The Economist has a very well written and well argued piece on how museums should handle aspects of the past that we today find uncomfortable or even offensive. The article, which is signed with the pseudonym “Bagehot”, was inspired by the dismantling of part of the Wellcome Collection. It then recounts other instances of museums getting rid of stuff, some of those removals proper (I agree that the Benin bronzes should have been handed back to Nigeria and strongly believe that the Elgin Marbles should be returned to Greece), but as for simply removing stuff from public inspection because it doesn’t comport with modern views, read below for a sensible take (there’s also an audio version):
Indented words are from the article; words flush left are mine.
Forget Cézanne at Tate Modern. Forget Lucian Freud at the National Gallery. If you want to see something on a gallery wall that is really, as arty sorts say, challenging, head to the Wellcome Collection on Euston Road in London. On the white wall of this minimalist space you will find a similarly minimalist exhibit of six small holes; three above and three below. There’s no label, though, and it’s not quite clear at first what they are.
It is clear what they are not. They are emphatically not part of the Wellcome Collection’s Medicine Man exhibition. Until late last year, this comprised an eccentric display of medical oddments—a glass eye; false legs; Tunisian amulets; Napoleon’s toothbrush—acquired by the Collection’s equally eccentric philanthropic founder, Henry Wellcome. At the end of 2022 the Collection announced that the exhibition “perpetuates a version of medical history that is based on racist, sexist and ableist theories” and shut it two days later. Napoleon’s transgressive toothbrush vanished; racists and ableists everywhere were doubtless chastened.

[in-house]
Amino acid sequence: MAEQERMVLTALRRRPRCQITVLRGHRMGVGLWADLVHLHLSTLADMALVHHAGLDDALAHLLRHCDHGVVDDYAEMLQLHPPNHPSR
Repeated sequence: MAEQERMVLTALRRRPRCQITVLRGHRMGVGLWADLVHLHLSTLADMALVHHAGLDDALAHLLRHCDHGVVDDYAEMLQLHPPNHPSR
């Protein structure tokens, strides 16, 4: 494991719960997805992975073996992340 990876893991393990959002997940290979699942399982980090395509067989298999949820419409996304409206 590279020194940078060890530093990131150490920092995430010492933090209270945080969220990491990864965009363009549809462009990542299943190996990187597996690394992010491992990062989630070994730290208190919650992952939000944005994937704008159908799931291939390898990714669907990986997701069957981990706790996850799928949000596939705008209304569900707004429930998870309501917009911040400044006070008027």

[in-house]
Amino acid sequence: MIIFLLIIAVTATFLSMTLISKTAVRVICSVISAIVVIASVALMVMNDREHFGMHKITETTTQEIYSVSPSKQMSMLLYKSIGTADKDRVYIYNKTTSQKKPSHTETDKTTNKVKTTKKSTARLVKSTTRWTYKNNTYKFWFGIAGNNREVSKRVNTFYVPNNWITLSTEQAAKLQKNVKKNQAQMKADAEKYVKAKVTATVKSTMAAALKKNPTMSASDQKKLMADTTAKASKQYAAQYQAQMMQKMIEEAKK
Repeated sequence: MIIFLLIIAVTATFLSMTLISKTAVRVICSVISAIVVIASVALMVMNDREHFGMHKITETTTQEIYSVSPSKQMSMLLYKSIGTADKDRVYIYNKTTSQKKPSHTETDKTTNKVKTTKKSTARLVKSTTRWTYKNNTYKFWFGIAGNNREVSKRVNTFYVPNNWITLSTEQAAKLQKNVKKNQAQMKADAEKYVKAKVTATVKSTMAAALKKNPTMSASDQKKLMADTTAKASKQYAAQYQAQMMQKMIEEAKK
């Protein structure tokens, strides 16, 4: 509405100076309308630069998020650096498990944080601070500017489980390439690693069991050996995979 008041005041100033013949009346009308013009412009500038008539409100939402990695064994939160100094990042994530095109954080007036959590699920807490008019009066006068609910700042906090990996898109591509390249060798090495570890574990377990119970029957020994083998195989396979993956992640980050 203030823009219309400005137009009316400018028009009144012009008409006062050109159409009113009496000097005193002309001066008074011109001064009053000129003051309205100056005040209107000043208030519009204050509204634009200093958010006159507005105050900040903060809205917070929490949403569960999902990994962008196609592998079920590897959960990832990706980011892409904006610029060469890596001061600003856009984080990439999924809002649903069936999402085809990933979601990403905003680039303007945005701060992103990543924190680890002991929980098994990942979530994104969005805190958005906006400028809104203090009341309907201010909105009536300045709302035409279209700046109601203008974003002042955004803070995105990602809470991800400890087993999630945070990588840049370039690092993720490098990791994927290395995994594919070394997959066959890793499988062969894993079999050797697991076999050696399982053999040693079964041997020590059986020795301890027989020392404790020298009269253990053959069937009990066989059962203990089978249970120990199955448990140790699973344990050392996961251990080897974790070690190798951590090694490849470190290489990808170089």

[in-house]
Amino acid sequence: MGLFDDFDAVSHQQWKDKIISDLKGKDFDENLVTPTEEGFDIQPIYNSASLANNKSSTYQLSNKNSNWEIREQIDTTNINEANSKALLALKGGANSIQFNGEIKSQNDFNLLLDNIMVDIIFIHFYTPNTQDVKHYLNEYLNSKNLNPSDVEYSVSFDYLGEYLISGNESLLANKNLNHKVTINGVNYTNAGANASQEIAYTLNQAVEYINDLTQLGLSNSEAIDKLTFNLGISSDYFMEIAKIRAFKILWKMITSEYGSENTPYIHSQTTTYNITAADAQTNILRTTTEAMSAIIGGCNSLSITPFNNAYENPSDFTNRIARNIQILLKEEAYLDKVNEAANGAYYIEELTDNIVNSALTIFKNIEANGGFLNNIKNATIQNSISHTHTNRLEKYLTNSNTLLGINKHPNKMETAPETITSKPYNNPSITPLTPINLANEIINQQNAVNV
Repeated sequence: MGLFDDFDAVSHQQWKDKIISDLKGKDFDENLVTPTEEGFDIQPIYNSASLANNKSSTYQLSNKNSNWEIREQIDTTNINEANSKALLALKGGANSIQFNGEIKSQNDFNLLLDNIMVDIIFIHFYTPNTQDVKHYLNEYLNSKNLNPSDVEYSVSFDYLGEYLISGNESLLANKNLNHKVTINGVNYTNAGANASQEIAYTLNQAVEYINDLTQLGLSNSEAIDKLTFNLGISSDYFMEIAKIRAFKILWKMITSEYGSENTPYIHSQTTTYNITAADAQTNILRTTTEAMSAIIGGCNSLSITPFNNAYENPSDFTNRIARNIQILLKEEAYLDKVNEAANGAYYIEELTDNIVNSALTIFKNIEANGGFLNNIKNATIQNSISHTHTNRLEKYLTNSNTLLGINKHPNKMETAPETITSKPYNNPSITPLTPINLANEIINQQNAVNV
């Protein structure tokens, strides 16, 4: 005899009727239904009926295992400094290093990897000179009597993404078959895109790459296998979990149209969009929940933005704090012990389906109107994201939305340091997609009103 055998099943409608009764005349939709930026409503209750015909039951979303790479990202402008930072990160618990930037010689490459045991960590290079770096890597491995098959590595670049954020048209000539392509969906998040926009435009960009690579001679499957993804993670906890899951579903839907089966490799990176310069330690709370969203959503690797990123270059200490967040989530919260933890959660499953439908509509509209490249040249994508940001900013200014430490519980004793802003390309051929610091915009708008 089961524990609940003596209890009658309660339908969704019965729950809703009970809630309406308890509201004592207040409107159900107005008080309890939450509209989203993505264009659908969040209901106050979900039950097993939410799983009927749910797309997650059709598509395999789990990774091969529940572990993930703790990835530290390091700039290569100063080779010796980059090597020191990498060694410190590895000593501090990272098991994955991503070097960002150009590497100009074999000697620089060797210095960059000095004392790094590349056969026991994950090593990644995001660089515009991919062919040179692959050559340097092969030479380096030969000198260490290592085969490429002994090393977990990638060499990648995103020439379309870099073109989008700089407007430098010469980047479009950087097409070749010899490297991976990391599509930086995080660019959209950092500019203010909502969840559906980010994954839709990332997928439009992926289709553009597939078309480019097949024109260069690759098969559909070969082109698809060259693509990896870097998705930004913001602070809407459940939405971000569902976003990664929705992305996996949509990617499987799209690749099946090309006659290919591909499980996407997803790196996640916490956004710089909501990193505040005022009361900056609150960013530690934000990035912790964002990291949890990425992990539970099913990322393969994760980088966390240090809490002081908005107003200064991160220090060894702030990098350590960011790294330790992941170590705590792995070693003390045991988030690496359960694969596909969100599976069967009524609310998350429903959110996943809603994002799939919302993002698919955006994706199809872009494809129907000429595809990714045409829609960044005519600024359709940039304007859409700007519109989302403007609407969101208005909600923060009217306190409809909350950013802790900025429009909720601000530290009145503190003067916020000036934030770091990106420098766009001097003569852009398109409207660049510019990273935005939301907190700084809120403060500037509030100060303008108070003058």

Poor old Wellcome. The past is another country and they did things differently there, much to the embarrassment of the present, which really would rather that they hadn’t. All British museums and galleries are squirming.
Damn! I would have wanted to see Napoleon’s toothbrush.
Some bizarre “erasures”:
Most have started to accompany their displays with labels rich in sorrowful subjunctives. In a recent William Hogarth exhibition at Tate Britain, a much-mocked label next to a painting of Hogarth sitting on a chair noted that the chair was made from colonial timbers. Might the chair’s limbs “stand in for all those unnamed black and brown people enabling the society that supports his vigorous creativity”? In the Burrell Collection, in Glasgow, a label observes that contemporary critics of the artist Édouard Manet often compared his paintings of women to pieces of meat. Might we be “seeing more [in this picture] than just a painting of a ham?” asks the label next to a Manet painting of a ham.
Oy! Yes, some Jews would find offense in that ham. Here it is, and below is the controversial painting showing Hogarth in his chair:
Self-portrait of Hogarth sitting in a chair and painting. The Tate’s label, written by Sonia E. Barrett, reads:
“The curvaceous chair literally supports him and exemplifies his view on beauty,” she writes. “The chair is made from timbers shipped from the colonies, via routes which also shipped enslaved people. Could the chair also stand in for all those unnamed black and brown people enabling the society that supports his vigorous creativity?”.